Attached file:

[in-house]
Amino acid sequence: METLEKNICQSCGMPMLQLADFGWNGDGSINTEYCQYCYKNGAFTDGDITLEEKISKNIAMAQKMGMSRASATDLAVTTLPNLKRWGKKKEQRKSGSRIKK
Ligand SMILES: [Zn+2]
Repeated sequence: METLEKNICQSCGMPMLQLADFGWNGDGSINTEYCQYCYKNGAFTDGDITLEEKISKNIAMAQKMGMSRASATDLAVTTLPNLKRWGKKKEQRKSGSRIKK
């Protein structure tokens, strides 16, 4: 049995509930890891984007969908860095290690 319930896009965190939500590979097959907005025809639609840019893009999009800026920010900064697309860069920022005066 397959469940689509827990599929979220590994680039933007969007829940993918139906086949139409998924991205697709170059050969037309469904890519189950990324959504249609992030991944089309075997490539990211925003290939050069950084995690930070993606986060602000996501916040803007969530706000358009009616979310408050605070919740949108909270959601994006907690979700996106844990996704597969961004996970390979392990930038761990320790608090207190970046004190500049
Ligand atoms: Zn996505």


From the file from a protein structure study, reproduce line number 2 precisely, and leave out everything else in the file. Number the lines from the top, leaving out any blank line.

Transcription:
Amino acid sequence: METLEKNICQSCGMPMLQLADFGWNGDGSINTEYCQYCYKNGAFTDGDITLEEKISKNIAMAQKMGMSRASATDLAVTTLPNLKRWGKKKEQRKSGSRIKK